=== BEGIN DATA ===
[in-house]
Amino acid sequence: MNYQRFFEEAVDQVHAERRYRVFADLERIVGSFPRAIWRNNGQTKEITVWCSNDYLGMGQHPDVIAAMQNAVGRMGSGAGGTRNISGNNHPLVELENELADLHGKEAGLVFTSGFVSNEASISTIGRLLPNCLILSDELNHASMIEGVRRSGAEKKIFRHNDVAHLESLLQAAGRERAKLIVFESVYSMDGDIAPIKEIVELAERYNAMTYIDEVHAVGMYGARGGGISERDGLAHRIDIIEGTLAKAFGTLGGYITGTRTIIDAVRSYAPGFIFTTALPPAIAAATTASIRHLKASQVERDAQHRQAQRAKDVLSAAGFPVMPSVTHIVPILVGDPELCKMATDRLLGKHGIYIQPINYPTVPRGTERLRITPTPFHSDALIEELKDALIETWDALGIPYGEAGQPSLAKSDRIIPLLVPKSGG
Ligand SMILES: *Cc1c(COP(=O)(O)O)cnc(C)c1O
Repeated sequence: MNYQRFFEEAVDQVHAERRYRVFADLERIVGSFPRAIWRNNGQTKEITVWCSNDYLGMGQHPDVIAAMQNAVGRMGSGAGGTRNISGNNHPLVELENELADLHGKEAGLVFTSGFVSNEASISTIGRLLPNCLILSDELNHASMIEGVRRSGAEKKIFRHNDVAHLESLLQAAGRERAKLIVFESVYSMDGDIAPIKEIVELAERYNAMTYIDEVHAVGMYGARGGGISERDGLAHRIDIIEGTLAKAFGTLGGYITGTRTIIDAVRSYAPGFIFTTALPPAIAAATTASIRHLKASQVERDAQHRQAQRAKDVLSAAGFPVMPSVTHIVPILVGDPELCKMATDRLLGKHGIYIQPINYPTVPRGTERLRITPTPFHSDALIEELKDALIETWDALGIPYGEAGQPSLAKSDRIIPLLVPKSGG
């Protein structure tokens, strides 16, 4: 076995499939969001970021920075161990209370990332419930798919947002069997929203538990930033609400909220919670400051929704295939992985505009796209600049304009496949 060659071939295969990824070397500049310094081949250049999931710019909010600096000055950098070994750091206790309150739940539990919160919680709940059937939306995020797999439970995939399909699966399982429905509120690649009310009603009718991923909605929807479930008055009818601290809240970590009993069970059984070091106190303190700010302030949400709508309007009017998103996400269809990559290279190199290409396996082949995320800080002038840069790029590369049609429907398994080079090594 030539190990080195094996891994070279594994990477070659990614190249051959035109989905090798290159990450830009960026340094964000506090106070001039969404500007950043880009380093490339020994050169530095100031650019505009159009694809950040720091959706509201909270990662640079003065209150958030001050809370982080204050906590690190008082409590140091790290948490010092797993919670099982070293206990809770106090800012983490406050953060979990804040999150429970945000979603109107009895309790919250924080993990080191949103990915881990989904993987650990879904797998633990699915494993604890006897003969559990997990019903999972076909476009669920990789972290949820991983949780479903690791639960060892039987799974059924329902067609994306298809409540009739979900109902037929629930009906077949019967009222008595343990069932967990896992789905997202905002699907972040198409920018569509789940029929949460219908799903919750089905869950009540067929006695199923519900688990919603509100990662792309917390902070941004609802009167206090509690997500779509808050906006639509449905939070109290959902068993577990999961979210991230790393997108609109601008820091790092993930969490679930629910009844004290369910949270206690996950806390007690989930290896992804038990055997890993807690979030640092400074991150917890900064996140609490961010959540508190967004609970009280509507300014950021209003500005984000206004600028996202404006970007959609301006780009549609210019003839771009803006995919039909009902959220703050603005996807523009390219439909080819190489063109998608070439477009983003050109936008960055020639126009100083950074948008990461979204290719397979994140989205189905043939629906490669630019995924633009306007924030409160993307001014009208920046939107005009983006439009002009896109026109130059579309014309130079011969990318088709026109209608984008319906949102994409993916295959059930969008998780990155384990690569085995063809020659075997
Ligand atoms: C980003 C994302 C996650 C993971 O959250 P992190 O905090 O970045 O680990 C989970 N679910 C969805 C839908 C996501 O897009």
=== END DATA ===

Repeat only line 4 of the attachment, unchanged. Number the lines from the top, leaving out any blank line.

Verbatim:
Repeated sequence: MNYQRFFEEAVDQVHAERRYRVFADLERIVGSFPRAIWRNNGQTKEITVWCSNDYLGMGQHPDVIAAMQNAVGRMGSGAGGTRNISGNNHPLVELENELADLHGKEAGLVFTSGFVSNEASISTIGRLLPNCLILSDELNHASMIEGVRRSGAEKKIFRHNDVAHLESLLQAAGRERAKLIVFESVYSMDGDIAPIKEIVELAERYNAMTYIDEVHAVGMYGARGGGISERDGLAHRIDIIEGTLAKAFGTLGGYITGTRTIIDAVRSYAPGFIFTTALPPAIAAATTASIRHLKASQVERDAQHRQAQRAKDVLSAAGFPVMPSVTHIVPILVGDPELCKMATDRLLGKHGIYIQPINYPTVPRGTERLRITPTPFHSDALIEELKDALIETWDALGIPYGEAGQPSLAKSDRIIPLLVPKSGG